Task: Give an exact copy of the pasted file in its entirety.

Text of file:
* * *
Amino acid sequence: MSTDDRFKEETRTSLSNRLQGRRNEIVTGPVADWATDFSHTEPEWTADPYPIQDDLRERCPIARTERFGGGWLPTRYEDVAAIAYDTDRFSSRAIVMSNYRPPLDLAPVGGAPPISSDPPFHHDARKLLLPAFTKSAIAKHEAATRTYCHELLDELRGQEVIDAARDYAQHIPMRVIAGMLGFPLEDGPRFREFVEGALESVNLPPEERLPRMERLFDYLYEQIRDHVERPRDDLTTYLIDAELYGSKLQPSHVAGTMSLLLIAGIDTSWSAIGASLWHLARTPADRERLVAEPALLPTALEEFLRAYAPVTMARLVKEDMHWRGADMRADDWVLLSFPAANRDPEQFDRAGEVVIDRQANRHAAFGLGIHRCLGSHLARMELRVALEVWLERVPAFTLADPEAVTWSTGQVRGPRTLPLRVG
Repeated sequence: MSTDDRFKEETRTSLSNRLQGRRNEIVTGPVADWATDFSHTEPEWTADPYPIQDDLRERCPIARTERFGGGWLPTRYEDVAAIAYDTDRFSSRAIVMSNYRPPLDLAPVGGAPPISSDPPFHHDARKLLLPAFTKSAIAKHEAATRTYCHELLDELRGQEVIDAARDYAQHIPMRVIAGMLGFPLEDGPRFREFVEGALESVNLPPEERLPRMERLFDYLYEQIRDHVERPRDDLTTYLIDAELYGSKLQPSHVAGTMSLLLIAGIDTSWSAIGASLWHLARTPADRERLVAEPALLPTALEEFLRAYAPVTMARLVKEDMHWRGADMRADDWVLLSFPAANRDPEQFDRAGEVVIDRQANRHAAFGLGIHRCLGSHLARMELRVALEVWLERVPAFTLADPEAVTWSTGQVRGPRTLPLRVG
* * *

Amino acid sequence: MSTDDRFKEETRTSLSNRLQGRRNEIVTGPVADWATDFSHTEPEWTADPYPIQDDLRERCPIARTERFGGGWLPTRYEDVAAIAYDTDRFSSRAIVMSNYRPPLDLAPVGGAPPISSDPPFHHDARKLLLPAFTKSAIAKHEAATRTYCHELLDELRGQEVIDAARDYAQHIPMRVIAGMLGFPLEDGPRFREFVEGALESVNLPPEERLPRMERLFDYLYEQIRDHVERPRDDLTTYLIDAELYGSKLQPSHVAGTMSLLLIAGIDTSWSAIGASLWHLARTPADRERLVAEPALLPTALEEFLRAYAPVTMARLVKEDMHWRGADMRADDWVLLSFPAANRDPEQFDRAGEVVIDRQANRHAAFGLGIHRCLGSHLARMELRVALEVWLERVPAFTLADPEAVTWSTGQVRGPRTLPLRVG
Repeated sequence: MSTDDRFKEETRTSLSNRLQGRRNEIVTGPVADWATDFSHTEPEWTADPYPIQDDLRERCPIARTERFGGGWLPTRYEDVAAIAYDTDRFSSRAIVMSNYRPPLDLAPVGGAPPISSDPPFHHDARKLLLPAFTKSAIAKHEAATRTYCHELLDELRGQEVIDAARDYAQHIPMRVIAGMLGFPLEDGPRFREFVEGALESVNLPPEERLPRMERLFDYLYEQIRDHVERPRDDLTTYLIDAELYGSKLQPSHVAGTMSLLLIAGIDTSWSAIGASLWHLARTPADRERLVAEPALLPTALEEFLRAYAPVTMARLVKEDMHWRGADMRADDWVLLSFPAANRDPEQFDRAGEVVIDRQANRHAAFGLGIHRCLGSHLARMELRVALEVWLERVPAFTLADPEAVTWSTGQVRGPRTLPLRVG